E-Update for the Week of April 6, 2020
- On April 2, Speaker of the House Nancy Pelosi (D-CA) announced the creation of a Select Committee on the Coronavirus Crisis, which will be chaired by House Majority Whip Jim Clyburn (D-SC).
- On April 1, U.S. Department of Education (USED) Secretary DeVos published proposed rules in the Federal Register that would govern distance learning for higher education students. The Department previously published a similar notice of proposed rulemaking in 2019; however, the Department notes that the coronavirus emergency “underscores the need for reform for all educational institutions to have a robust capacity to teach remotely.”
- On March 31, POLITICO reported that the Office of Management and Budget (OMB) completed its review of the proposed final rule on Title IX and has sent the rule back to USED. The Department is now authorized to publish the rule at any point but has not indicated when it plans to do so.
Coronavirus (as related to education issues):
Note that all information related to the coronavirus (or COVID-19) is up to date as of 1:00 pm on April 3, 2020. Given the fast-moving nature of congressional and Administrative actions to address the growing pandemic, we will do our best to update this information as quickly as possible.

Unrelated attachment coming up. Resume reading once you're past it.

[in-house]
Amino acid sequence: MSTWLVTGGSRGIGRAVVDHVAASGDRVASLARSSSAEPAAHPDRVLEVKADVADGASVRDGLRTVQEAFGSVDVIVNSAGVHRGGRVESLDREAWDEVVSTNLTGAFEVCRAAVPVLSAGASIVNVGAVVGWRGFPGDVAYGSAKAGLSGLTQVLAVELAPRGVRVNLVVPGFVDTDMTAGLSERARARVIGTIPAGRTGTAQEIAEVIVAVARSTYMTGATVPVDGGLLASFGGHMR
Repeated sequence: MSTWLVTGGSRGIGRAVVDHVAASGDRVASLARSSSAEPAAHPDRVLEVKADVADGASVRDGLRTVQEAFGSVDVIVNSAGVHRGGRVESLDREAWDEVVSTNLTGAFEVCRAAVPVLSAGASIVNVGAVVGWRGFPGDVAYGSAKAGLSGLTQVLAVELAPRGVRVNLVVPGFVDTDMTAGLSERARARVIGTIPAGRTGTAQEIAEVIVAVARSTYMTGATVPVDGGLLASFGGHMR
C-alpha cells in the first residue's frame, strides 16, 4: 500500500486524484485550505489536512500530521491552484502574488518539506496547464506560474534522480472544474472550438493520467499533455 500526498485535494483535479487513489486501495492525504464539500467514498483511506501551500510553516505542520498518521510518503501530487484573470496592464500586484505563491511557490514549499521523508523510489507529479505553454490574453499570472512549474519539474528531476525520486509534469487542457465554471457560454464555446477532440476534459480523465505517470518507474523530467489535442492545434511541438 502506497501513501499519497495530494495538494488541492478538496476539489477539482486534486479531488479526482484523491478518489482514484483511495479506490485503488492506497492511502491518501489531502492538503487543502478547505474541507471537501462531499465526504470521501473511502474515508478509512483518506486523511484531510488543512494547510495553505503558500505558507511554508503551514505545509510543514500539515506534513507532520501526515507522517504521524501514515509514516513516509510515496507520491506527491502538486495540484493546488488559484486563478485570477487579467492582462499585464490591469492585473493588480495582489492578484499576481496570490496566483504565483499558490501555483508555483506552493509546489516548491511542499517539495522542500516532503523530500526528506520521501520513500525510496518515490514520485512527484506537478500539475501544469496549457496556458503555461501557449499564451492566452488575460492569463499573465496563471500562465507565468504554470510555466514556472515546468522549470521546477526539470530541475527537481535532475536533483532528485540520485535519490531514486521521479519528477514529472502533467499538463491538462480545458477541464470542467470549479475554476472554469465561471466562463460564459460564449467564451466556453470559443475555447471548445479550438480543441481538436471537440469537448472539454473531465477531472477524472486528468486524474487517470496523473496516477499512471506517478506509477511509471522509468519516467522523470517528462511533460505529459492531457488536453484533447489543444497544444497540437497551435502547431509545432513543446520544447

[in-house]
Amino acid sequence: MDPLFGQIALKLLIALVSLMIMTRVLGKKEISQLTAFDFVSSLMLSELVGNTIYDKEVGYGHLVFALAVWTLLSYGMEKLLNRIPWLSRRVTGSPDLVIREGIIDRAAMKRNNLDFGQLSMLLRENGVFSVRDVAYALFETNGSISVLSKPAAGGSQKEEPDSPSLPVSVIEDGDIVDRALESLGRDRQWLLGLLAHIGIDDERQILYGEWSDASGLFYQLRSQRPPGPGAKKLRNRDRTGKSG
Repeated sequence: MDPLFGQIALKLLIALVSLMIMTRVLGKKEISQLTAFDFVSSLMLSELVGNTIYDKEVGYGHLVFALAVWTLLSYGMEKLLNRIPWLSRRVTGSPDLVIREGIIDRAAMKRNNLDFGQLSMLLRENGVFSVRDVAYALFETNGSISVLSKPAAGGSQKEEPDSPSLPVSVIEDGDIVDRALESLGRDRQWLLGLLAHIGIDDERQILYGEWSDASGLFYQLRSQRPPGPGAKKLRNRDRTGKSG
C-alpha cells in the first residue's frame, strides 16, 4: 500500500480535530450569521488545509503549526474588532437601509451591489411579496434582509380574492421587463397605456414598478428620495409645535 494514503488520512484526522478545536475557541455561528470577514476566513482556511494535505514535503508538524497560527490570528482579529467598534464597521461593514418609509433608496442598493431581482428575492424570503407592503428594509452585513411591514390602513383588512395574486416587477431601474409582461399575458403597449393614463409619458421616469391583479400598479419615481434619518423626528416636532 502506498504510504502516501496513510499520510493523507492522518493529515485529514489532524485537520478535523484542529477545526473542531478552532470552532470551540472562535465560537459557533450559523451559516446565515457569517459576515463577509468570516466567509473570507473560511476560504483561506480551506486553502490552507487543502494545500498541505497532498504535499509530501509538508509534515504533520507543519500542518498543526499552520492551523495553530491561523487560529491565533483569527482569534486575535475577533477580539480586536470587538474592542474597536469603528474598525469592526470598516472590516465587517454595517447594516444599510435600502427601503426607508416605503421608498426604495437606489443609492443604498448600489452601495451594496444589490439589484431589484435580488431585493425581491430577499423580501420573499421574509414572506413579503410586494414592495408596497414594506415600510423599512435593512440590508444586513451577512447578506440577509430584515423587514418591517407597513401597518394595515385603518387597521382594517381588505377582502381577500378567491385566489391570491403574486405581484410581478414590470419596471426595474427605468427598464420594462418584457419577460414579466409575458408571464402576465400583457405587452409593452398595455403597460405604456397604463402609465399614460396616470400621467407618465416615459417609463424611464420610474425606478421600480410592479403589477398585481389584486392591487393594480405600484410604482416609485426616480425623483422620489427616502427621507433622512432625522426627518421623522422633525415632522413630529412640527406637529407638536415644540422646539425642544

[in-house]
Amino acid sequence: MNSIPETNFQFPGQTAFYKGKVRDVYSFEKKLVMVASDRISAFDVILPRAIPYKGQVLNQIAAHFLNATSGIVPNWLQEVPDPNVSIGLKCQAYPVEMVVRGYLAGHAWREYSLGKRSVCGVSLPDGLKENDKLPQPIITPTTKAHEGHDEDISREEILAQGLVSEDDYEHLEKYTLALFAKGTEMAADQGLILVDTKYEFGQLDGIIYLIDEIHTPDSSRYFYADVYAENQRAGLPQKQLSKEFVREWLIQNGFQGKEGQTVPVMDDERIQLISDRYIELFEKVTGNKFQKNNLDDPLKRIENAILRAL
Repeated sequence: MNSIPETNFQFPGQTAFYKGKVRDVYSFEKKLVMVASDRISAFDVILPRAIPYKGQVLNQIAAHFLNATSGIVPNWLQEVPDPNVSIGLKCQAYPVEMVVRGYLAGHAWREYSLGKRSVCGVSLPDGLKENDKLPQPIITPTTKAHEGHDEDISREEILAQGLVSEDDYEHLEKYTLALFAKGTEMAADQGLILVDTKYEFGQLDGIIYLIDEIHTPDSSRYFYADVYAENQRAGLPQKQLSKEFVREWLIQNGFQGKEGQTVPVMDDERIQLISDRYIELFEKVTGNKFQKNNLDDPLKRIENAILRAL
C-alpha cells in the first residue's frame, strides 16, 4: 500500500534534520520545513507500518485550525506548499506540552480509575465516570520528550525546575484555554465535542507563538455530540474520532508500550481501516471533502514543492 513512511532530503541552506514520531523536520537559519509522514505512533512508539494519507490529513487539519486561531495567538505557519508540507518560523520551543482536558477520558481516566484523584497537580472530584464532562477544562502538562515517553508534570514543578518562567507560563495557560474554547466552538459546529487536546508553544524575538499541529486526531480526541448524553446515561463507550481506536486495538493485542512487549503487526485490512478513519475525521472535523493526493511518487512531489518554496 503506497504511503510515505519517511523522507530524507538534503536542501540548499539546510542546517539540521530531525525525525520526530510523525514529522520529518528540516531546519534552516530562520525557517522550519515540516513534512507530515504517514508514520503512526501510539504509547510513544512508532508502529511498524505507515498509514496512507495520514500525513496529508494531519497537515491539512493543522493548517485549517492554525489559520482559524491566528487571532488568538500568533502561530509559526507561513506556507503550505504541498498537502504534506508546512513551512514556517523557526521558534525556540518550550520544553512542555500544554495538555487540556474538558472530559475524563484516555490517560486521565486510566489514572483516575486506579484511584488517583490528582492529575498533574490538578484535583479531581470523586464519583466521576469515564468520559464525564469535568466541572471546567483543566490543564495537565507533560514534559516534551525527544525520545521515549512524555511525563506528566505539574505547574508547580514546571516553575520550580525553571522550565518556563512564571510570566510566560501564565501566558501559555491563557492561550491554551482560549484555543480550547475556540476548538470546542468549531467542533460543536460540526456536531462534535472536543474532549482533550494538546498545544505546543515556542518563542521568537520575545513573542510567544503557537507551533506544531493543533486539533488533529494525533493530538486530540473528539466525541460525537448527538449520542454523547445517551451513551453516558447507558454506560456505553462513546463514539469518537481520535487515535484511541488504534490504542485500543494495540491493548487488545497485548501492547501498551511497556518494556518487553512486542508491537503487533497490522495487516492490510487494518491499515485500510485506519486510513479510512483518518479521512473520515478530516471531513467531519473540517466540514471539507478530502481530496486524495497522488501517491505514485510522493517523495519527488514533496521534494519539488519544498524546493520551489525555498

OMB completes review of Title IX rule, Senate Democrats urge USED to delay publishing: Senate Health, Education, Labor, and Pensions (HELP) Committee Ranking Member Patty Murray (D-WA) led a letter to U.S. Department of Education (USED) Secretary Betsy DeVos urging the Department to postpone release of the final rule on Title IX, as related to sexual assault and harassment. The letter was also signed by Senators Elizabeth Warren (D-MA) and Kirsten Gillibrand (D-NY). The Senators argued that while K-12 schools and institutions of higher education are “grappling with an unprecedented public health crisis” the release of the final rule would require that schools and institutions divert resources away from the coronavirus response. A press release is here. The letter is here.
Relatedly, POLITICO reported that the Office of Management and Budget (OMB) completed its review of the proposed final rule on Title IX and has sent the rule back to USED. The Department is now authorized to publish the rule at any point but has not indicated when it plans to do so. Meanwhile, OMB still has meetings scheduled with external stakeholders through April 16. The POLITICO article is here.
March 31, 2020
Speaker Pelosi announces new oversight committee on coronavirus crisis, Clyburn to chair: Speaker of the House Nancy Pelosi (D-CA) announced the creation of a Select Committee on the Coronavirus Crisis, which will be chaired by House Majority Whip Jim Clyburn (D-SC). The Select Committee will be bipartisan and will be responsible for oversight of all federal response to the coronavirus, including implementation of previously adopted response packages. Membership of the Select Committee has not yet been announced. The Dear Colleague Letter is here.